Cruise
Posts: 655
Joined: Mon Nov 21, 2016 7:17 pm

Re: I'm about to inherit a single stock with a worth of just over 7 figures....

Post by Cruise » Fri Jul 20, 2018 12:59 am

OP: Diversify!

My father named me as a trustee for his 7-figure portfolio composed mostly of one stock, also purchased in an employee stock purchase plan.

As trustee, I had to make the very difficult decision to diversify from this legacy which had great emotional attachment. With the help of our bank's trust department, I cut the ties and bought a diverse selection of stock and bond funds.

Great that I made this decision, because the company ended up having some very public problems that caused its stock price to plummet. My siblings ending up thinking I was a financial genius :) .

MJS
Posts: 191
Joined: Sat Aug 05, 2017 10:55 pm

Re: I'm about to inherit a single stock with a worth of just over 7 figures....

Post by MJS » Fri Jul 20, 2018 1:04 am

investorpeter wrote:
Thu Jul 19, 2018 6:13 pm
I am in the sell-the-stock-and-buy-an-index-fund camp. ... In effect, he took on the risk of the concentrated stock position during his lifetime so that you can now sell without paying the capital gains that he would have had to pay. In a sense, to not sell now would be to squander the risk that your father took.
+1. You might consider quietly providing the same service to your brother. If he's not interested in financial management, taking on his shares might be a very brotherly thing to do.

Best wishes to you and your family in this time of grief.

selters
Posts: 608
Joined: Thu Feb 27, 2014 9:26 am

Re: I'm about to inherit a single stock with a worth of just over 7 figures....

Post by selters » Fri Jul 20, 2018 3:42 am

harrington wrote:
Thu Jul 19, 2018 12:27 pm
It is an energy stock that my Dad has held as an employee and through retirement and reinvested the dividends. It generates about $35,000 per year in dividends. My brother has no interest in hanging on to his share so I will probably buy him out. Part of me wants to continue holding it to pass on to the next generation and part of me says to sell it and buy an index fund for more diversification. Thoughts?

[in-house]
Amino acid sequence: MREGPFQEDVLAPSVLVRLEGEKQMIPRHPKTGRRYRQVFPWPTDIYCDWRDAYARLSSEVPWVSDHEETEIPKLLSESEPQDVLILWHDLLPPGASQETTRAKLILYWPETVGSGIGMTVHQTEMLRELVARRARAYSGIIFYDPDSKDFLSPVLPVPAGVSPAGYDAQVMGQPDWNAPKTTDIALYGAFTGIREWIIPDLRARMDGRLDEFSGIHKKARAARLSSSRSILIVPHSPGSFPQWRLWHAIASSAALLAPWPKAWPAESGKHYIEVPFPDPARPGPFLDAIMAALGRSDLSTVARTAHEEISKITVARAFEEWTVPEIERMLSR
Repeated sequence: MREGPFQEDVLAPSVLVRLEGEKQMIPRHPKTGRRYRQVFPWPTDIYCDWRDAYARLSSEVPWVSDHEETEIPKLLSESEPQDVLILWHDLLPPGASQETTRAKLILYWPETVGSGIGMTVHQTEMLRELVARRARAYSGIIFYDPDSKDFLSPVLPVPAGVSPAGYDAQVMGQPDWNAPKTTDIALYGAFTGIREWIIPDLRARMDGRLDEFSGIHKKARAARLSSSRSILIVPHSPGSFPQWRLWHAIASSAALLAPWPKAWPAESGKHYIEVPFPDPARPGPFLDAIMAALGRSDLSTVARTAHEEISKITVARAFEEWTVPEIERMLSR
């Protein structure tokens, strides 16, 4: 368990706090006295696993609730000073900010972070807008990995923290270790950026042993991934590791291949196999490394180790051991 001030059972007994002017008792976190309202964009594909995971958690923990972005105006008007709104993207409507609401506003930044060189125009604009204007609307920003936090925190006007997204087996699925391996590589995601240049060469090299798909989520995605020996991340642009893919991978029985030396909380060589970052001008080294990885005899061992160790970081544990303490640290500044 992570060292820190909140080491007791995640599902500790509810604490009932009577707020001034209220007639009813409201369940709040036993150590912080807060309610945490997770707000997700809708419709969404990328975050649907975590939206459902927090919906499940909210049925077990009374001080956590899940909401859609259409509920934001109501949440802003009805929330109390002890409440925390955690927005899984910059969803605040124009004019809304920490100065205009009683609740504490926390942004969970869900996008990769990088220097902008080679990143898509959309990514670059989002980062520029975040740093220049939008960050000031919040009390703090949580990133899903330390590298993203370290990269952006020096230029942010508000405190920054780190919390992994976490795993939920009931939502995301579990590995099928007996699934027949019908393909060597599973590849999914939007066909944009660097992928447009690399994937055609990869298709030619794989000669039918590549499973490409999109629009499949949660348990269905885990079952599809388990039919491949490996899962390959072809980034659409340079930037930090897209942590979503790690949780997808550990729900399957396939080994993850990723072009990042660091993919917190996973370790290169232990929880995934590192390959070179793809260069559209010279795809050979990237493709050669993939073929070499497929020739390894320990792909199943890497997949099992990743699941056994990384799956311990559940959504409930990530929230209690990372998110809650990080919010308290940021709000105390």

For the sake of argument, I'll assume it's Exxon Mobil and that it's a million dollars. But the argument applies to any single stock. No exceptions.

If you inherited one million dollars in cash, would you buy one million dollars worth of Exxon Mobil stock? If yes, then you should keep it. If no, then you should diversify into an index fund (and a bond fund or cash, if desirable).

Maybe you can keep 10% of it or something for emotional reasons.

I do get that there's a nice story behind this and a lot of sentimental value to the stock, but the risk is just too great to take that into consideration.

Unless, of course, your net worth is $10 million from before. In that case, you can keep it.

selters
Posts: 608
Joined: Thu Feb 27, 2014 9:26 am

Re: I'm about to inherit a single stock with a worth of just over 7 figures....

Post by selters » Fri Jul 20, 2018 3:55 am

simplesimon wrote:
Thu Jul 19, 2018 12:39 pm
I wonder how many people faced this predicament with GE stock 2-3 years ago and what they ended up doing...
There was a great about this on Reddit, and maybe it was mentioned on here, too, about a guy who inherited about a million dollars worth of GE, but it was down 30%. He wanted to keep it, since, after all it produced $40,000 of dividends a year. And maybe he should wait for it to recover.

It fell another 30% and it cut its dividend in half. He ended up selling it at a 50% loss. Which was still the wise thing to do, given the circumstances. There are many sad stories about people who lost 90% or 100% in single stocks because they held on to them for sentimental reasons.